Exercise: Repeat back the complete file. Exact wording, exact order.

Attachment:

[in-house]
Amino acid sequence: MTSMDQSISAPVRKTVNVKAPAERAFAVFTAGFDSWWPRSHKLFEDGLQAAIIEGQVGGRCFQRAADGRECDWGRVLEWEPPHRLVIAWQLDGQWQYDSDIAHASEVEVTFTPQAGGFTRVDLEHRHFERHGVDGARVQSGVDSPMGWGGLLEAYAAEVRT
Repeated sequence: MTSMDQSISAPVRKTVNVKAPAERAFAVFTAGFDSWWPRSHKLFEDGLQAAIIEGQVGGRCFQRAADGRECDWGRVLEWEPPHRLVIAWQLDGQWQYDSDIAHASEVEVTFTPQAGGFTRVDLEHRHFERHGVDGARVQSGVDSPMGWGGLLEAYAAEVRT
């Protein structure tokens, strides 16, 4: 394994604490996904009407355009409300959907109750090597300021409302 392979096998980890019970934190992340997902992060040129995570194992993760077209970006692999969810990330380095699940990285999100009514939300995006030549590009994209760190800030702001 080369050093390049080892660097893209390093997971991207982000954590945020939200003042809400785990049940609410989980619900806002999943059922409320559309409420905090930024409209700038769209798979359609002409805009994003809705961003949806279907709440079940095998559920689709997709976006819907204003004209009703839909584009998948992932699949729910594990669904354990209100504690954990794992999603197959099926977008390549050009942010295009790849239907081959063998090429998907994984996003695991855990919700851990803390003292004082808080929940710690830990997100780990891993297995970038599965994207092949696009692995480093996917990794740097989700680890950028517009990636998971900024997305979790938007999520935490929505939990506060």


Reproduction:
[in-house]
Amino acid sequence: MTSMDQSISAPVRKTVNVKAPAERAFAVFTAGFDSWWPRSHKLFEDGLQAAIIEGQVGGRCFQRAADGRECDWGRVLEWEPPHRLVIAWQLDGQWQYDSDIAHASEVEVTFTPQAGGFTRVDLEHRHFERHGVDGARVQSGVDSPMGWGGLLEAYAAEVRT
Repeated sequence: MTSMDQSISAPVRKTVNVKAPAERAFAVFTAGFDSWWPRSHKLFEDGLQAAIIEGQVGGRCFQRAADGRECDWGRVLEWEPPHRLVIAWQLDGQWQYDSDIAHASEVEVTFTPQAGGFTRVDLEHRHFERHGVDGARVQSGVDSPMGWGGLLEAYAAEVRT
């Protein structure tokens, strides 16, 4: 394994604490996904009407355009409300959907109750090597300021409302 392979096998980890019970934190992340997902992060040129995570194992993760077209970006692999969810990330380095699940990285999100009514939300995006030549590009994209760190800030702001 080369050093390049080892660097893209390093997971991207982000954590945020939200003042809400785990049940609410989980619900806002999943059922409320559309409420905090930024409209700038769209798979359609002409805009994003809705961003949806279907709440079940095998559920689709997709976006819907204003004209009703839909584009998948992932699949729910594990669904354990209100504690954990794992999603197959099926977008390549050009942010295009790849239907081959063998090429998907994984996003695991855990919700851990803390003292004082808080929940710690830990997100780990891993297995970038599965994207092949696009692995480093996917990794740097989700680890950028517009990636998971900024997305979790938007999520935490929505939990506060």